The author Ursula LaGuin died in 2018 at age 88 after a long career as a distinguished novelist, poet and essayist. I picked up a book of her essays, No Time to Spare, Thinking About What Matters and very much enjoyed the opening one, “In Your Spare Time”. She reflected on the survey she had received from Harvard about asking how she used her own spare time, with a checklist of 27 items. The first was “golf” and she didn’t put a check mark there. I wouldn’t either. But as she went on to say, this is a strange question to ask people in their eighties. I agree. All our time is spare time.
LeGuin observes that normally we think of spare time as free time left over from a job or working hours. There were other things to check on the Harvard list that she didn’t tick off and I wouldn’t either. Racquet sports? – No. Bridge? – definitely, No. When my husband was alive he always chose to play against me. When he won he was happy and when he lost he was amazed. Shopping? – “if necessary would have been better than -Yes. TV? – we would be lying if we said No – and last but not least, “Creative Activities” – specified further as Paint. Write, Photograph etc.
Like LeGuin, I don’t regard “Write” as a spare time activity. I’ve written all my life as I am doing right now. Most of my writing would be regarded as non-fiction whether paid or otherwise. It includes reports, newsletters, articles, grant proposals, a book. journals, letters, minutes, agendas, websites, blogging (since 1995) and more recently posts and tweets – plus a few poems. Writing is a continuum. It’s not about spare time. It also suggests the Harvard survey writer didn’t have a clue what it might be like to live for eight decades. I find myself thinking that way about a lot of other people too.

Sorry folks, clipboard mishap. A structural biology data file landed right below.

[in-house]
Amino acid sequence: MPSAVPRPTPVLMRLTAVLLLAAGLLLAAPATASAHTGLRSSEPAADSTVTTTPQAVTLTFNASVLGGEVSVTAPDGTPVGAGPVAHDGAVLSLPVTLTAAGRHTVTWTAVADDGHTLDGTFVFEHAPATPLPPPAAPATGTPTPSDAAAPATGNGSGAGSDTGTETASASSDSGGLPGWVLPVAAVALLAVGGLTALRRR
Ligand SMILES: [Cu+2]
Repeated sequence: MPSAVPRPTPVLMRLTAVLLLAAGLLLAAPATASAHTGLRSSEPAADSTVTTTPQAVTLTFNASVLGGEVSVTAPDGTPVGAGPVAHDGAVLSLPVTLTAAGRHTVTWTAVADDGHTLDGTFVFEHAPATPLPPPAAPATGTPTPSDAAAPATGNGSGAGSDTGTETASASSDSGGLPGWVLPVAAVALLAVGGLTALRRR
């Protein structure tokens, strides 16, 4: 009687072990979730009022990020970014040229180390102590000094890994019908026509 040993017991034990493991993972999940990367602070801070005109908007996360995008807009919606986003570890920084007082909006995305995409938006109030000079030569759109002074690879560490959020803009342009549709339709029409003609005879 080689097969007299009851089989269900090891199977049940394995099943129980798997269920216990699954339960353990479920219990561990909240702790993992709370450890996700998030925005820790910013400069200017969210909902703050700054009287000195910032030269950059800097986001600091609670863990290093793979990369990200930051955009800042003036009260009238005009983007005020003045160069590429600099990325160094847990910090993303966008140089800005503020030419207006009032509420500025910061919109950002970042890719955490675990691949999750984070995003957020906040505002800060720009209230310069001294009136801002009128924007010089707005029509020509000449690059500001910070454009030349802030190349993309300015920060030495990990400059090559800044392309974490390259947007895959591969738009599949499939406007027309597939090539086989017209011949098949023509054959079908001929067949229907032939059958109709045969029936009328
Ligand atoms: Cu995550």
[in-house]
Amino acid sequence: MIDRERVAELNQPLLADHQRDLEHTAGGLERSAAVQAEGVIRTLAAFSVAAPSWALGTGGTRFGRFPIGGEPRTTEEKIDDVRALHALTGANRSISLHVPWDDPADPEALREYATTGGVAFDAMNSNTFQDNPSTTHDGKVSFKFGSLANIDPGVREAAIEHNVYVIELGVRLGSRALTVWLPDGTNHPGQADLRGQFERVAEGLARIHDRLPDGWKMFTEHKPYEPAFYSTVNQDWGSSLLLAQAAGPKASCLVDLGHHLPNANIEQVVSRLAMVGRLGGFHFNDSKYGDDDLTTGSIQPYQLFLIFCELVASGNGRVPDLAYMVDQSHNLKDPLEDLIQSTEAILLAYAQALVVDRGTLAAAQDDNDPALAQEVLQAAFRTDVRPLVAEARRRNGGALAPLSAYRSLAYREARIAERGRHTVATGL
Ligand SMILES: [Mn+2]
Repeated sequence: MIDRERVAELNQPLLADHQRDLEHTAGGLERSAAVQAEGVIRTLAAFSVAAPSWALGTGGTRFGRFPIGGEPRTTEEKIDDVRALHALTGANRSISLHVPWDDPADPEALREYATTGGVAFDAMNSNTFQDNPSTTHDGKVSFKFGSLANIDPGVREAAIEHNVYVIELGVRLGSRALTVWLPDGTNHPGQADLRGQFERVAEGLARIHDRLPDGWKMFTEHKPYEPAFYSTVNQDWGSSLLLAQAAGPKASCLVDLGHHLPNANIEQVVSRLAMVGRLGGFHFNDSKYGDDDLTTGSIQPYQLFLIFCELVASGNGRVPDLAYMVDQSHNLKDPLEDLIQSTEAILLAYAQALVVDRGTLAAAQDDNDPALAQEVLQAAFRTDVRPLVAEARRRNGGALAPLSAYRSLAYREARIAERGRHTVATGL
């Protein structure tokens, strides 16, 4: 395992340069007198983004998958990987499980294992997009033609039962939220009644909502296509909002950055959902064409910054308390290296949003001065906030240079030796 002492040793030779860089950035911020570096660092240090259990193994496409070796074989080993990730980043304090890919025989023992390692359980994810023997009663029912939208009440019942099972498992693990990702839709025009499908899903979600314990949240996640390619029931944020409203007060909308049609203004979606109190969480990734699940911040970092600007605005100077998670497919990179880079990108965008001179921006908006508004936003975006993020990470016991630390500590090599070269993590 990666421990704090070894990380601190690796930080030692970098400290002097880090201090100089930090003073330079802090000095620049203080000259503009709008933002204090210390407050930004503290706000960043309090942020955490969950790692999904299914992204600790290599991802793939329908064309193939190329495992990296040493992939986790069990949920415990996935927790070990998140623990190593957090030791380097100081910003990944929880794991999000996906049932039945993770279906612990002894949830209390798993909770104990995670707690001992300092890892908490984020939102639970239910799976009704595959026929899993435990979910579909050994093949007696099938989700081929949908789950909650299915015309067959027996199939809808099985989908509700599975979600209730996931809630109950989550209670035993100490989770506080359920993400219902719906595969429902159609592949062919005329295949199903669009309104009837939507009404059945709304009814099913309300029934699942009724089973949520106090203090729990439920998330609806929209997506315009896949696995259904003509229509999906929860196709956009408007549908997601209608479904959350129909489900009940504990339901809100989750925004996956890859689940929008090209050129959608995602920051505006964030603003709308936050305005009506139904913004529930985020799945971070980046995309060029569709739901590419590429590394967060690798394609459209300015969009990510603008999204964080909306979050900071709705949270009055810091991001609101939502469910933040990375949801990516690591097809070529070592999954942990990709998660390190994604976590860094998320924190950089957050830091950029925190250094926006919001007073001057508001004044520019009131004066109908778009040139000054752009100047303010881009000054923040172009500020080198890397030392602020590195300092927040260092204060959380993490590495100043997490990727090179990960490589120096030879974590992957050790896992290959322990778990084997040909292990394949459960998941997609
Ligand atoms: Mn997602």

It came up when I read about my university’s alumni celebration dinner – to be honest I wasn’t reading at all but watching a video – containing a frame picturing a large collection of golden spoons. Those who graduated fifty years ago were to be recipients, as I was nine years ago. “That’s lovely”, I thought – “but has anybody asked whether that’s what we really need from the university after fifty years?” Were any alternatives considered? A massage certificate? A discount for upgraded reading glasses or hearing-aid batteries? Boots with better treads?
But LeGuin, bless her, has come up with the proper use for the golden spoon. Maybe between our fixation on probiotic yogurt and fibre-filled cereals, we have forgotten about the frequent menu item of our childhoods – the soft boiled egg. In her chapter, “Without Egg”, she even gives instructions on how to cook one for the benefit of recent feminist grads who wouldn’t be caught dead in the kitchen. And to go with it, she spends a bit of time on the egg cup. Apparently American homes no longer have them – and I am tempted to put a picture of one on Facebook in the “Share if you know what this is” category. Of course I still have one – three in fact. I also still have the Corning ware with the blue flowers on it which was a popular shower present for weddings in 1959.
After some discussion as to whether the egg should be placed in the cup with the larger or smaller side up, LeGuin moves on to the search for the proper spoon. Before that, she notes that a knife must be made of steel and the spoon must be untarnishable. “I’ve never seen a gold egg spoon but I’m sure one would do” she says. VOILA! I rushed to buffet drawer filled with odd bits of silver and there sat the spoon unopened in its little plastic gift box. Now it becomes a neessity and like Leguin, I start the day with a boiled egg and an English muffin – and browse another of her essays. My favourite to date is entitled, “Would You Please F*cking Stop! You’ll have to read it yourself to find out what it’s about.